Video-Game Advertising: More Than Just Product Placement

Video-game advertising continues to be a marketing trend marketers find appealing, given the game industry’s explosive growth. Because of this increased attention, video-game advertising has become synonymous with in-game advertising.

In-game advertising can be divided into as static and dynamic advertising. Static advertising is hard-coding a product or brand message into a game, which needs to be finalized months in advance of the game’s release. Dynamic advertising integrates 2- and 3-D objects into an online game environment in real time via predetermined locations. While a significant amount of ad dollars spent with video games fall into these two buckets, advertisers should also look beyond in-game advertising when attempting to leverage video games.

A brand actually encounters more hurdles when it focuses solely on in-game advertising. The lead time needed to execute a static-ad program is longer than marketers have grown accustomed to in the digital space. Static integrations can actually compare to the time needed to execute a TV spot. While dynamic advertising solves the timing concerns, opportunities for marketers to leverage it are limited to pre-identified inventory. Plus brands are constrained by the game environment regardless of static or dynamic integrations. Consumers have a hard time making sense of ads for current car models in a video game that takes place in the distant future. Gamers are unlikely to seek out your cereal brand in a video game where the player is not required to eat to replenish energy levels. As a side note, game publishers and dynamic advertising companies are working to address these problems and create more relevant video-game integrations.

The following outlines a few areas marketers should consider when looking to create engaging programs that take full advantage of the video-game experience.

Take Advantage of the Experience Around the Game

Interact with gamers when they aren’t holding a controller. While the average gamer spends seven hours a week playing games, she also spends time researching games, looking for additional game content, sharing tips with friends, and talking about games in general. As actual game time is considered sacred and shouldn’t be interrupted, these around-game times offer brands a chance to enter the conversation.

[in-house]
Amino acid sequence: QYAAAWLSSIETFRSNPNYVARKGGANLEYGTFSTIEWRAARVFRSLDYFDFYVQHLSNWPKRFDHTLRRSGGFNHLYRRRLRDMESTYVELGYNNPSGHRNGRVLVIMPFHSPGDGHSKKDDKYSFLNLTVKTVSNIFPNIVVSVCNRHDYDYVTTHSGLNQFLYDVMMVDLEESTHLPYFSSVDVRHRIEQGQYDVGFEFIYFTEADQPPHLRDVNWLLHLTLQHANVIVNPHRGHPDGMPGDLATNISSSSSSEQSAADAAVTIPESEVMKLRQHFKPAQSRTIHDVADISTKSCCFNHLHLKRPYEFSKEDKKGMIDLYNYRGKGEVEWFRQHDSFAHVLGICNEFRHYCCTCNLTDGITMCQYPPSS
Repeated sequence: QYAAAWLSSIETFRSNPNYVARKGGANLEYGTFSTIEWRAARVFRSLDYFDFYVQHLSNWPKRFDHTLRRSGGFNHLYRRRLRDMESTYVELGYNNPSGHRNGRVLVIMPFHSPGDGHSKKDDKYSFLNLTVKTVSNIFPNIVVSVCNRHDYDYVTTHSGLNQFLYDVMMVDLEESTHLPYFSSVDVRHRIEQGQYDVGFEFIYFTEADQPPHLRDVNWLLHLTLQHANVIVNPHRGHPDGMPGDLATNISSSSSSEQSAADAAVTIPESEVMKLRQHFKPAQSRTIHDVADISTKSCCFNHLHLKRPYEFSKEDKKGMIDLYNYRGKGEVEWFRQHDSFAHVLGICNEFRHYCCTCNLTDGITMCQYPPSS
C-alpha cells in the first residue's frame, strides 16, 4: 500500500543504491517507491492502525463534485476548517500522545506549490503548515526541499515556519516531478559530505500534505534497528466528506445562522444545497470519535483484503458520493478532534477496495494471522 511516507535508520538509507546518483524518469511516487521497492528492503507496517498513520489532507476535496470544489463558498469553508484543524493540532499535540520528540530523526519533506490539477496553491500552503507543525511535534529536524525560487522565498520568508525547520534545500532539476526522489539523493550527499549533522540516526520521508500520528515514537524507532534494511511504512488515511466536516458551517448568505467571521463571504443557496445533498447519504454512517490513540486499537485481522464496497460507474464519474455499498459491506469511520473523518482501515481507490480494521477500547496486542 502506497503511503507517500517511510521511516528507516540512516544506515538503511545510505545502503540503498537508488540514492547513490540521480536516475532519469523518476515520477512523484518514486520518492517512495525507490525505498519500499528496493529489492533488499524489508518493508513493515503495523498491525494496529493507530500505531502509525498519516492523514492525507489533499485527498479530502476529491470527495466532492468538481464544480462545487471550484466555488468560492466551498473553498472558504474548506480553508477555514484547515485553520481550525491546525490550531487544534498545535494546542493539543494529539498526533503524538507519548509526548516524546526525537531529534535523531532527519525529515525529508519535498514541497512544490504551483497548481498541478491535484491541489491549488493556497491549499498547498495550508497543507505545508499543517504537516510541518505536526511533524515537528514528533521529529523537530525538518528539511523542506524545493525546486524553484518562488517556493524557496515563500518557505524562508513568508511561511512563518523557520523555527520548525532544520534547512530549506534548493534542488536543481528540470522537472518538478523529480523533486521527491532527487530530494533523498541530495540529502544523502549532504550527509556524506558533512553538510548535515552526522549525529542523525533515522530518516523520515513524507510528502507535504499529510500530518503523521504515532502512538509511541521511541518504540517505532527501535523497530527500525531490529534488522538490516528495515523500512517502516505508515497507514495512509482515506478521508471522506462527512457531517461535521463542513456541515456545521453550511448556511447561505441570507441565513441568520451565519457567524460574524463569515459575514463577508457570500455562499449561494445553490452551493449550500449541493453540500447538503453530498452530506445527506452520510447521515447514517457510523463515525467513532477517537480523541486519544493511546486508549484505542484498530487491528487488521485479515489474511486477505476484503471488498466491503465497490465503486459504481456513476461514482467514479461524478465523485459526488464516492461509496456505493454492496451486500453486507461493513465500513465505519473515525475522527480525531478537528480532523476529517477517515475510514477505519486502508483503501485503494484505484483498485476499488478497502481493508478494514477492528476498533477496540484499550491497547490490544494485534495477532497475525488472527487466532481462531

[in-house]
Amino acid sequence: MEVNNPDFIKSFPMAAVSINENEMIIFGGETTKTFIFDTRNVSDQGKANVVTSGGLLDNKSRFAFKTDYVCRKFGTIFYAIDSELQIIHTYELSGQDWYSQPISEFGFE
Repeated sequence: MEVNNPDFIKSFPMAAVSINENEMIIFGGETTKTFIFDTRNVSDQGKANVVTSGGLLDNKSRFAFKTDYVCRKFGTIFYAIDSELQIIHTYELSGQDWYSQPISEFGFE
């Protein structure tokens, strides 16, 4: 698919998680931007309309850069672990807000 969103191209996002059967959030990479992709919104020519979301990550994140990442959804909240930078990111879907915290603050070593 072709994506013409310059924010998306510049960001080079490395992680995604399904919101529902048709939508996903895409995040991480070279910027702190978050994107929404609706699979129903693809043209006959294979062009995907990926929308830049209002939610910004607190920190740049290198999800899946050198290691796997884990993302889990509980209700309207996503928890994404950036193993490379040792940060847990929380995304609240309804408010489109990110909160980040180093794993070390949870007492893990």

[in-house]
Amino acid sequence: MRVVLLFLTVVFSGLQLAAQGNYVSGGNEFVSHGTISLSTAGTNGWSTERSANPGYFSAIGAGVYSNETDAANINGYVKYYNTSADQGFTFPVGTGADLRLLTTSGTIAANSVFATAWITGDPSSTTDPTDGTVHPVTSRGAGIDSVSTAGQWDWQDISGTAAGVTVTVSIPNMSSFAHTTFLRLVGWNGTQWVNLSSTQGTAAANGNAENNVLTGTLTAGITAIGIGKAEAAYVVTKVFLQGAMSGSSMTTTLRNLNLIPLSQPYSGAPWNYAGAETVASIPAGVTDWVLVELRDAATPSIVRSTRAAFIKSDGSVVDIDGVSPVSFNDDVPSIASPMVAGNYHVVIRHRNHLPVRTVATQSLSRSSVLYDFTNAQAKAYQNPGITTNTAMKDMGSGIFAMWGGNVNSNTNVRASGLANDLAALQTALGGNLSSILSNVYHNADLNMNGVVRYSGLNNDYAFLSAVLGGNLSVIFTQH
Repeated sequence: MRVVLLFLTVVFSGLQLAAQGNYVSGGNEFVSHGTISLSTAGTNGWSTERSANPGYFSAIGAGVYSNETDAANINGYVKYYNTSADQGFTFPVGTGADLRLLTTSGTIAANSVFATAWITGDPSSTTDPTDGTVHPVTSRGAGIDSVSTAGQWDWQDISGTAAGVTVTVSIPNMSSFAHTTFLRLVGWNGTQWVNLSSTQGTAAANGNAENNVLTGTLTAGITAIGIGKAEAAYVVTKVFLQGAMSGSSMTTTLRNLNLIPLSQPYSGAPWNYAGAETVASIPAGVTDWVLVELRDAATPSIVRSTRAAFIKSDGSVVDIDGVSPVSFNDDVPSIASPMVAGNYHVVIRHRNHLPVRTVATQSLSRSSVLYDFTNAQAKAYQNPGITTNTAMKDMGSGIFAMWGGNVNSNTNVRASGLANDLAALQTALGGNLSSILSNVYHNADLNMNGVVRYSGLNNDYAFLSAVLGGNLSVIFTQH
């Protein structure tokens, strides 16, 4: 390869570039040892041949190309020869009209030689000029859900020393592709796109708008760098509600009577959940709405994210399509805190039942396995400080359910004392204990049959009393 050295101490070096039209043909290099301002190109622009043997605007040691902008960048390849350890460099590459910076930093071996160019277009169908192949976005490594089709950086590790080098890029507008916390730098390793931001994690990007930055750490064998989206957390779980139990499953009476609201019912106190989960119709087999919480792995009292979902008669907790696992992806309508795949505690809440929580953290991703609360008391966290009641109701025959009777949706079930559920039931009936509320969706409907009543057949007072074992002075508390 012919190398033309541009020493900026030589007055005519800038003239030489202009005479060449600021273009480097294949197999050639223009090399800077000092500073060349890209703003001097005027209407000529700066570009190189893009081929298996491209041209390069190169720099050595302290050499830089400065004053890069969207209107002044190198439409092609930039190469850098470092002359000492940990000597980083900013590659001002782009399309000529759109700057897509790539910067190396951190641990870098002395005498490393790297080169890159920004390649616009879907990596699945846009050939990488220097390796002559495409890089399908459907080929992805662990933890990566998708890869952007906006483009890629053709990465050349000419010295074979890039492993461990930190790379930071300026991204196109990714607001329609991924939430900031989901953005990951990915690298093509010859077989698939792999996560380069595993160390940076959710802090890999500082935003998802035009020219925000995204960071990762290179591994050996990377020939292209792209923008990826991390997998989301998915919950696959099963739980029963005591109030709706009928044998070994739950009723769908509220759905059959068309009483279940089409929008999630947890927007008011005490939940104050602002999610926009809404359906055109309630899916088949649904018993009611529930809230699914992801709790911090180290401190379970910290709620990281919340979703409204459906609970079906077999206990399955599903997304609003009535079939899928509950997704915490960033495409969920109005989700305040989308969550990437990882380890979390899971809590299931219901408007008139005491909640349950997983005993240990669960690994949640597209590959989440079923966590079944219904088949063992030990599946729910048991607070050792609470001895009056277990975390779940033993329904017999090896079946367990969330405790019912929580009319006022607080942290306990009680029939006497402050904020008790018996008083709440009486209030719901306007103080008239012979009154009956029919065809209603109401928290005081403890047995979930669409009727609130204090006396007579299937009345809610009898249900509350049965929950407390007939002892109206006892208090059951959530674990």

For example, Old Spice launched a program at the end of last year in partnership with It challenged consumers to compete against their friends in collecting gamer points on the Xbox 360 console. Gamers were able to win prizes for doing what they do best: playing games. The branded experience didn’t interrupt the game environment and allowed consumers to control the interaction with Old Spice.

Provide Valuable Gaming Goodies

Brands should provide consumers with something valuable for responding to a brand message. As consumers spend more on gaming, with the incremental cost of game devices and accessories, they look to brands to help underwrite the cost for interacting with advertising. One of last year’s most popular examples, Discovery Channel offered gamers two additional levels for Microsoft’s “Gears of War” for free. The download pack of multiplayer maps was tied to the premiere of the “FutureWeapons” show. Discovery Channel was able to highlight its new show by partnering with a blockbuster game and giving consumers a highly coveted digital goodie. Gamers were very receptive to Discovery Channel providing them content they would have otherwise been required to purchase.

Take the Game Out of the Game

As video games continue to influence popular culture, opportunities for advertisers extend outside of the actual game environment. Advertisers have begun to leverage video-game content outside the actual game play. Toyota’s use of “World of Warcraft” (“WOW”) imagery and game mechanics in its latest commercial for the Tundra is a great example of out-of-game advertising. Toyota would have struggled to reach the more than 2.5 million “WOW” subscribers in the U.S. (10 million worldwide) via any type of in-game advertising, but it was able to reach those same game enthusiasts and make the general population aware of the popular title via an engaging commercial.

Opportunities remain for select brands to effectively leverage in-game advertising to reach consumers with tailored brand messaging. For instance, brands that can extend real-world affiliations and partnerships to the gaming space can see a halo effect on their overall program. They can also look to games as a research lab by testing conceptual products in gaming environments. Gamers are more than happy to offer their opinions, and feel more connected to products, when they see their contribution impact the final design.

In conclusion, marketers should focus on the objectives and strategies of any video-game ad campaign. Based on those directives and a little creativity, the appropriate execution will rise to the top. Next time you and your team brainstorm an idea for your new product launch, don’t stop at in-game advertising. Sometimes the best ideas and opportunities aren’t in the game.

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